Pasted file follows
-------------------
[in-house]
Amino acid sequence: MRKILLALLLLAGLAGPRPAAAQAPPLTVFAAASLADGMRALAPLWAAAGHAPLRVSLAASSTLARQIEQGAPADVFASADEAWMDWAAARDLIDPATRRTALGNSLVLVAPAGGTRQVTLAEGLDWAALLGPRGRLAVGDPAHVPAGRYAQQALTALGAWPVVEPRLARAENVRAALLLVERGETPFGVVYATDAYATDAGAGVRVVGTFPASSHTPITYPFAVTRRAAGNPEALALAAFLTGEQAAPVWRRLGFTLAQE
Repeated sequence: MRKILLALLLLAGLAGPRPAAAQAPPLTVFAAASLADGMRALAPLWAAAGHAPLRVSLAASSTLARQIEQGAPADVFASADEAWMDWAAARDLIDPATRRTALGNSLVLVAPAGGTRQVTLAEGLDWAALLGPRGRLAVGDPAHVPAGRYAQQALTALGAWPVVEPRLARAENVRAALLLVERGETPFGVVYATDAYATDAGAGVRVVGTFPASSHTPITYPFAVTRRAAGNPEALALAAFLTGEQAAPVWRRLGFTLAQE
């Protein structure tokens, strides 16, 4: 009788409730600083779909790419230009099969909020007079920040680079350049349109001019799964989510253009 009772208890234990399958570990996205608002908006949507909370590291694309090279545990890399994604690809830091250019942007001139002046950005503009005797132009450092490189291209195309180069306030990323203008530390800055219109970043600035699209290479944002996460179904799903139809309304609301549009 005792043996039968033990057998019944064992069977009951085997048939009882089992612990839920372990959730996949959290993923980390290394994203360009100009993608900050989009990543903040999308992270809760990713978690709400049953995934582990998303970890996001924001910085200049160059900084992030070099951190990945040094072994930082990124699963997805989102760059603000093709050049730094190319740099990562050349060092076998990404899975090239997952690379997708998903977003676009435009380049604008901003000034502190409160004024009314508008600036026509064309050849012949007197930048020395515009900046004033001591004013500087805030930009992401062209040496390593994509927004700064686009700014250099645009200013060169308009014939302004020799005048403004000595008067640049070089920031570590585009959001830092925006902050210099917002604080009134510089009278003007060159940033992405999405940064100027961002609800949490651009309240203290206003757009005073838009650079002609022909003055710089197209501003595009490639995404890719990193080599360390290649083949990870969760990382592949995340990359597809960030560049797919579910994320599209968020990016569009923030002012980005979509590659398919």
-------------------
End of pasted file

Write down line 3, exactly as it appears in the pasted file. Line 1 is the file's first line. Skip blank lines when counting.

Repeated sequence: MRKILLALLLLAGLAGPRPAAAQAPPLTVFAAASLADGMRALAPLWAAAGHAPLRVSLAASSTLARQIEQGAPADVFASADEAWMDWAAARDLIDPATRRTALGNSLVLVAPAGGTRQVTLAEGLDWAALLGPRGRLAVGDPAHVPAGRYAQQALTALGAWPVVEPRLARAENVRAALLLVERGETPFGVVYATDAYATDAGAGVRVVGTFPASSHTPITYPFAVTRRAAGNPEALALAAFLTGEQAAPVWRRLGFTLAQE